44.167511, -71.682933

It had been a full day, but it was around 4PM and I wanted to get back to southern Vermont to make the Monday trip home bearable - back down to Lincoln to catch 118 et. al. to 91S to 9.  I stopped in Brattleboro to get some milk and bread and made it as far as Molly Stark SP before darkness really started threatening.
It was getting cloudy so I sprung for lean-to again.  I struck camp in the dying light, but had to cook supper in the darkness, with the distinct sounds of wild footsteps in the woods a few feet away from me.  Another bear warning freaked me out and I did my best to bear-proof the campsite.

As I went to bed, the rain started - again, the lean-to saved the day.  That, and it was 20 degrees warmer than the previous night.  What a day:  with Maine, lunch, shopping, and a hours of riding, it was hard to believe that I'd climbed Mt. Washington earlier that same day - it seemed so distant.

42.851444, -72.815752

Tuesday, August 27, 2013

"This bike climbed Mt. Washington" - Day 1

The syrup run brought me so close to Mt. Washington - and a few weeks later with another 3-day weekend and a "sunrise drive"...

Kickstand up about 9:30AM Saturday.  A blast up 33 to 80 across the gap and on to Old Mine Road.

As usual, my carefully planned GPS points fall apart early into the trip.  Still, I managed to get guided across a small bridge on a dirt road.  On the other side, I took the road more traveled which quickly devolved into big exposed rocks and standing water/ mud.  Fully loaded an hour into the trip is a bad time to biff; extreme caution exercised.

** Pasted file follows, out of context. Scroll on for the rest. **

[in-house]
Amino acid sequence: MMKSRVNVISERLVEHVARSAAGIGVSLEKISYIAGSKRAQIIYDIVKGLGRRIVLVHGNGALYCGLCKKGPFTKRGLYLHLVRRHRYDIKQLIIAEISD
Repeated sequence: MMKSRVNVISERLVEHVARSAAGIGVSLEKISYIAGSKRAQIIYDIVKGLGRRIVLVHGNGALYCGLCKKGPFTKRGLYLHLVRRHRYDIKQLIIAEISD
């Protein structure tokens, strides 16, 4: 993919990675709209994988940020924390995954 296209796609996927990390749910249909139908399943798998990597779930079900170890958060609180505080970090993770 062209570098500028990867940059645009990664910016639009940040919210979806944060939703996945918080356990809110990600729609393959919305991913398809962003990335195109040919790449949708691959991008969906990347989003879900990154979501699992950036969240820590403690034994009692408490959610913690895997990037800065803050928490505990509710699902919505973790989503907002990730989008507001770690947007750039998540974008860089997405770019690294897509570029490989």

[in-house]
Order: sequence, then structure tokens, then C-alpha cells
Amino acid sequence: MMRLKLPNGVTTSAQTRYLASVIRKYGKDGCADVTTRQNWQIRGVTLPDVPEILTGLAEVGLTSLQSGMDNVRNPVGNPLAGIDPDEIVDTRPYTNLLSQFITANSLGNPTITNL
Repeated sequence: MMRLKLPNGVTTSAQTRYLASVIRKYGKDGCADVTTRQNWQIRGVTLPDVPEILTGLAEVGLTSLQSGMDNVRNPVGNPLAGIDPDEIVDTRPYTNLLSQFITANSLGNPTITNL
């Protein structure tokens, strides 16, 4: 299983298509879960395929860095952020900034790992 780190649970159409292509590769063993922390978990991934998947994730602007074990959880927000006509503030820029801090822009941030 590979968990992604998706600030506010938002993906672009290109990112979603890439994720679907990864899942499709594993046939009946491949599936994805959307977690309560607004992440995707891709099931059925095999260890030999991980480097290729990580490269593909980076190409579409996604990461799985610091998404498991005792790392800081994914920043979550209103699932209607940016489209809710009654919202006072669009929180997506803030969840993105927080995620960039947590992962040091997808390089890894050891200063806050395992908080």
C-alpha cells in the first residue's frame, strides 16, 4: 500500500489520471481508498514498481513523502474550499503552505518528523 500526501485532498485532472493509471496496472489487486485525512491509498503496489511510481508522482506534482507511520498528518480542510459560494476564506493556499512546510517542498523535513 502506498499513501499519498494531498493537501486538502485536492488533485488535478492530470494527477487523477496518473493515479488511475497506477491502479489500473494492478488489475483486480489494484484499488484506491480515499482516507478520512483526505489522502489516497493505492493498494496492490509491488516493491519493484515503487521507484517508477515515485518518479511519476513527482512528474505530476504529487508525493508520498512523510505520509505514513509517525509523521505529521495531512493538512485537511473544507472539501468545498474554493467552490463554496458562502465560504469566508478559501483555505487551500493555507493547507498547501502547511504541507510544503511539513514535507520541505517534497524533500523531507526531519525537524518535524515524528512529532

Very soon I came to another little wooden bridge and then a gate.  Super adventure requires going around the gate, so I squeezed thru and mooshed the right side case on a post.  It popped the case open, but there was no damage evident.  Behold the "gateway to adventure":

On the other side, another 100 yards of gravel put me back out on the main road.  Total dirt excursion: a few minutes.   Realizing I didn't want to jerk around in NJ all day and dump/ break something: trip-saving.

I needed to cover ground so plotted a course directly for 84, then to the TSP.  Having EZ Pass aboard made crossing the Hudson painless.  I was halfway up the TSP before I felt the need to re-plot.

I took the TSP to the exit before 90, ported over to 22, then to 7 into Vermont.  This may be the exact route I took on the syrup run - many landmarks looked familiar.  I wanted to cross Vermont further north than last time, so took 7N slab/ "new" 7.  Approaching 313, I saw a cluster of my waypoints scroll onto the GPS screen - Kelley Stand Rd, a promising route thru the Green Mt. Nat'l Forest - so I exited.  Maybe I'd ride more of my plan after all!  
The road was closed, so I just headed north.  At one point the pavement ended for a while.  Again, I'm surprised at how sandy it is here... in the mountains.

The Kelley Stand route I'd planned led to Jamaica - I was trying to pick routes with camping opportunities along the way in case my timing was way off.  I'll have to check tracks: I took some combination of 11, 30, et. al. to get to 90.  Another high-speed slog north,  then 112 across NH, headed to the Pinkham Notch.  The surface of 112 is bad enough to govern speed and necessitate standing - otherwise it would have been a nice ride.   Somewhere on 112 nature struck - very pretty country.